In that business office, wherever you are starting out, you will need a few things we touched on earlier. Desk - large enough to work from and take notes on, and if a computer is a mainstay in the business, maybe a computer desk makes good sense. May also have either a built in file drawer or be held up by one. Lighting - get a lamp - it is really hard to maintain focus when you can't see.

About computers - what do you really need? Can it all be done on an iPad or do you really need a laptop? Can a laptop do what you need to do or is a full blown desktop really required for design or photo cropping or video work? Be judicious in picking out what you need and always get enough and then some when putting everything together. Ask questions from your computer buddies or experts at specifically computer stores - not big box stores unless they have specialists for your specific need. Then back it up - either using an online company or with a separate hard wired backup, but back it up. We already discussed software, but use a solid product that is business oriented. Get a card reader so when you go to a big show you can come back and scan in all the business cards you get and not have to spend two days typing.

A business license is always required, even for pan handlers. Go to your local authority and find out what you must have. Keep in mind, if you are in the county and not in the city, you may not need a city license. Taxes - find out about paying sales tax if you are collecting it. How to do it and what is required. If you can do it online it is usually easier and faster and less headaches. Just do it and keep up with it. No fudging around this one. Also, keep in mind if you buy something and use your tax I.D. to avoid paying sales tax on it - then you use it - that is the line in figuring out your "sales and use tax" that you show you used it...and now you pay tax on it. A good accountant will be a treasure in keeping you out of jail here.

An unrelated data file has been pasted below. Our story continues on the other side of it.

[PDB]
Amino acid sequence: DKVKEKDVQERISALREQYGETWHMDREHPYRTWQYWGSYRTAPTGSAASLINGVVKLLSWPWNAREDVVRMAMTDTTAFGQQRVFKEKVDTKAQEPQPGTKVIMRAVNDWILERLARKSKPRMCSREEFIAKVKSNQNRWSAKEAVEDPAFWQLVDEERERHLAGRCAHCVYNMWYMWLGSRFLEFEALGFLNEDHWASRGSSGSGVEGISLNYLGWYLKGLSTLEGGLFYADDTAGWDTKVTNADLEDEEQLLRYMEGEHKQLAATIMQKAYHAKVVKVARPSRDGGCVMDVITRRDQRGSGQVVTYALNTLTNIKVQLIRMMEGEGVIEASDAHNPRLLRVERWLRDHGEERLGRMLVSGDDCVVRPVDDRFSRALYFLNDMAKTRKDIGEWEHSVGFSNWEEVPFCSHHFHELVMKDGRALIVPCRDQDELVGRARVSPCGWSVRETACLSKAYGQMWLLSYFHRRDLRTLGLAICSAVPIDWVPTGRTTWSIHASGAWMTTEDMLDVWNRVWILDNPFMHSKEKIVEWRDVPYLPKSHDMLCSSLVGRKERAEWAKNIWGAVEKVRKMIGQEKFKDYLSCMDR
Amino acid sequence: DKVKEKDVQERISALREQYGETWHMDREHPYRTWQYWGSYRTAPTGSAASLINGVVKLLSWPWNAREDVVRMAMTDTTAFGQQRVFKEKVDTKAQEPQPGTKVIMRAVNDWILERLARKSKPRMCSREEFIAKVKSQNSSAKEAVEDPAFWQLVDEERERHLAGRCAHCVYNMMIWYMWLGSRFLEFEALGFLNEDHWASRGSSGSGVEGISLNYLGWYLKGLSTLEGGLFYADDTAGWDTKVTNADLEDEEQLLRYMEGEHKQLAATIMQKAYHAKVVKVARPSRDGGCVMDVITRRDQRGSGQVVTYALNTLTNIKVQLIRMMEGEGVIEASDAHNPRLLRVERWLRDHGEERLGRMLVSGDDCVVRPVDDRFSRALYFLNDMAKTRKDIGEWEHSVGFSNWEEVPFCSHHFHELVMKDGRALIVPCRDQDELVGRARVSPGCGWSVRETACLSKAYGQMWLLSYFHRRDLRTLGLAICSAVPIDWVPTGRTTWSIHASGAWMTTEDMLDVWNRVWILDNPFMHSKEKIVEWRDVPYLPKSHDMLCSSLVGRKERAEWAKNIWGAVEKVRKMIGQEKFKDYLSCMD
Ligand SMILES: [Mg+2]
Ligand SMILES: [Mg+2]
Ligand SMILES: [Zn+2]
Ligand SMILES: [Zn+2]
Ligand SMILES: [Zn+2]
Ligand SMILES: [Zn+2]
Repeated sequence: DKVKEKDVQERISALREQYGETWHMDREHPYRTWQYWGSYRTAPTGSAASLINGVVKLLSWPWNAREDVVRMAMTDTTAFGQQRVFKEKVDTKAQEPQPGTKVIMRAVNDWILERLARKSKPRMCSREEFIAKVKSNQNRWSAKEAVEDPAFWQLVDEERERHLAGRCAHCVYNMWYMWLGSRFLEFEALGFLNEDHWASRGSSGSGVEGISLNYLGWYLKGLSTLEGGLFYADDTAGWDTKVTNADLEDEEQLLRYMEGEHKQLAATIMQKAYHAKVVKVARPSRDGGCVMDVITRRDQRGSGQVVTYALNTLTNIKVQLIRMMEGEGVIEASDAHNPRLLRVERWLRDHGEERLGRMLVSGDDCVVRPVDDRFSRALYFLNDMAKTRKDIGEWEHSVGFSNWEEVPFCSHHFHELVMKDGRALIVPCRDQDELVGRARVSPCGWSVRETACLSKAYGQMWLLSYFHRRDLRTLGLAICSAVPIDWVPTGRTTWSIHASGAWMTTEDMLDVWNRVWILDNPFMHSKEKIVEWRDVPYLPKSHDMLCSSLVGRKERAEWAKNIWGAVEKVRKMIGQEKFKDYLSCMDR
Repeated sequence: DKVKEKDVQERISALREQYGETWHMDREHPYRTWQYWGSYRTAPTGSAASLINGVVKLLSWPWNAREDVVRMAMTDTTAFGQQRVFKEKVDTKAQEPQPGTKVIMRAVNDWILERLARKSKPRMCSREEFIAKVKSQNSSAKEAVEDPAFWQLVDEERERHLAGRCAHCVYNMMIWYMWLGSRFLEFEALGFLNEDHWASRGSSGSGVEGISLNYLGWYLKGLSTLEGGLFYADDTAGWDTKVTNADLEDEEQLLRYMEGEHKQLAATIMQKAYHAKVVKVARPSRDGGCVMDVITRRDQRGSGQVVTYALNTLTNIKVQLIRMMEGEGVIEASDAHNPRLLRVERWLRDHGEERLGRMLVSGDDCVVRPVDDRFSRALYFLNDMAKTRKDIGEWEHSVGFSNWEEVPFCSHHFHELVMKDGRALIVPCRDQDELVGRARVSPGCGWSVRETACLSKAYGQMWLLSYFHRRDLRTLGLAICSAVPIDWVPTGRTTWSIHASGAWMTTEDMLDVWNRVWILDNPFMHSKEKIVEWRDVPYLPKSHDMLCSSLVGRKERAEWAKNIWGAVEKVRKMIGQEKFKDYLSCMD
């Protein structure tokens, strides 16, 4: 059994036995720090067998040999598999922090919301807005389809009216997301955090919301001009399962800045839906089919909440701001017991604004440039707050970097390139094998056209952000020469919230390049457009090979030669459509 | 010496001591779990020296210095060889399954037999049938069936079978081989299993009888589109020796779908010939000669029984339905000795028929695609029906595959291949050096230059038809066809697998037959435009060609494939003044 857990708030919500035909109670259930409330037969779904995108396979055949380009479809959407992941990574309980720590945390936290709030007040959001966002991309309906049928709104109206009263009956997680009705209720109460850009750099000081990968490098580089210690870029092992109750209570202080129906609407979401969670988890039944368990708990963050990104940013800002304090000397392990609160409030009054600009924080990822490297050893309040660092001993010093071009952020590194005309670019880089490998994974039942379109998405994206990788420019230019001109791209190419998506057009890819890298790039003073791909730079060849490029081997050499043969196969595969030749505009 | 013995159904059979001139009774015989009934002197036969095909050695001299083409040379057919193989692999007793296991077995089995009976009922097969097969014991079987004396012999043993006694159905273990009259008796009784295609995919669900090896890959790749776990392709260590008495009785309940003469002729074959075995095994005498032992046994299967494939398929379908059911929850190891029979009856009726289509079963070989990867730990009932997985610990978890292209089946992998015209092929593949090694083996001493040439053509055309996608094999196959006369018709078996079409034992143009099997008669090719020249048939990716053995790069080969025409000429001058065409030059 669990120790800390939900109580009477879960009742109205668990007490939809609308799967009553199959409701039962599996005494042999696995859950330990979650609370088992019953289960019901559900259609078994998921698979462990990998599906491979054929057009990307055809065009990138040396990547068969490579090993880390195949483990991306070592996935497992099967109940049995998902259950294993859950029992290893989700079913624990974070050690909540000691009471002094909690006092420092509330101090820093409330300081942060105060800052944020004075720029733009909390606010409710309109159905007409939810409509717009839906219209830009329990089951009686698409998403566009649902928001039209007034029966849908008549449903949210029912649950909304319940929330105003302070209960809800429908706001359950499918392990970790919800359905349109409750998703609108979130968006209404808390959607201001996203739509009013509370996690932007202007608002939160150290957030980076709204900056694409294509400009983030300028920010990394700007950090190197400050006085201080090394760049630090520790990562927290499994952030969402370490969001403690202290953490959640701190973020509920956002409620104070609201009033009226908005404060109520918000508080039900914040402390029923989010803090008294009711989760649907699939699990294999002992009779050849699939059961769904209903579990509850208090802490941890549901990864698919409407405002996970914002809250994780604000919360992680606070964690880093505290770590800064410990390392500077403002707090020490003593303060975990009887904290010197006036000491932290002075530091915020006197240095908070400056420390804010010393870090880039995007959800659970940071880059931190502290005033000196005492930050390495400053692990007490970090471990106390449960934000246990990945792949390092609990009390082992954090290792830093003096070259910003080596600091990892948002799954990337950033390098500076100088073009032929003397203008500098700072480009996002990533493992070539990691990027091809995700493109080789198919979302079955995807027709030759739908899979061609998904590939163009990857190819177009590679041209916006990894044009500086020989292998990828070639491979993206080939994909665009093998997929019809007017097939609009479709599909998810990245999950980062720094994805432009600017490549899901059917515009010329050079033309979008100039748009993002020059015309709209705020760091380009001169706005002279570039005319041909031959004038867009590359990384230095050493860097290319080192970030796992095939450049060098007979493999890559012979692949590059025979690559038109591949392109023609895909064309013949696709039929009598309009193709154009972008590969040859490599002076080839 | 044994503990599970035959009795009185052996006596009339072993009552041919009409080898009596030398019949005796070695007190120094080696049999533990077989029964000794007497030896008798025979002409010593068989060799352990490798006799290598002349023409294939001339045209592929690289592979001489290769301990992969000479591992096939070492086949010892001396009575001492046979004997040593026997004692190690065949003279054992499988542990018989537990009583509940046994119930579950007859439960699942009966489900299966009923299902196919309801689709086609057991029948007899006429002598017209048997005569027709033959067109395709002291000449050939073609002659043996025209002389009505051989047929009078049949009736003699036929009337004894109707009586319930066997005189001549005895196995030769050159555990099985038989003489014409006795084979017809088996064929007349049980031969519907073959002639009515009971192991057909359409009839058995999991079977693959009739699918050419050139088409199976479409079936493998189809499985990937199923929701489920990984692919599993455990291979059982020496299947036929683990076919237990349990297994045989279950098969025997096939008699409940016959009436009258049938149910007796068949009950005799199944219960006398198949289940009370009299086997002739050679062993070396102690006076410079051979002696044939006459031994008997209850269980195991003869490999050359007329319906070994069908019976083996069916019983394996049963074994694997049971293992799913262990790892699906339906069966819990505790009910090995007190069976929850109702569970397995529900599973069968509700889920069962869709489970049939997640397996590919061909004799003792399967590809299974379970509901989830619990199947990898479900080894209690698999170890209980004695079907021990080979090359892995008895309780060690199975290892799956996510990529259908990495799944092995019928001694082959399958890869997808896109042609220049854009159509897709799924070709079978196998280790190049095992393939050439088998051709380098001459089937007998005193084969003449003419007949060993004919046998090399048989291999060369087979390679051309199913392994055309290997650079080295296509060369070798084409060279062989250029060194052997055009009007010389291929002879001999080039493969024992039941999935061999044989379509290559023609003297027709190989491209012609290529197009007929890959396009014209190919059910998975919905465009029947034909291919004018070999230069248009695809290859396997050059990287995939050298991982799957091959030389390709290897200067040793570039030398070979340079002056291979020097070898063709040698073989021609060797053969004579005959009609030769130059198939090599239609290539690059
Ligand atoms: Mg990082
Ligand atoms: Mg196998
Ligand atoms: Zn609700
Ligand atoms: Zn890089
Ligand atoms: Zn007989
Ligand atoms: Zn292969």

Now go out there, make a sale, follow up with extremely good customer service and support, handle the billing and receivables - pay your vendors and live in the glow around a profit. Then do it again over and over - you are on your way!

Next time we will get more specific on a invention manufacturing company and what all is involved in getting going there. Make or buy decisions, costs comparisons, China and the far East, quality decisions and so on. Until then, best to you and good luck in your next new job.

The Inventurist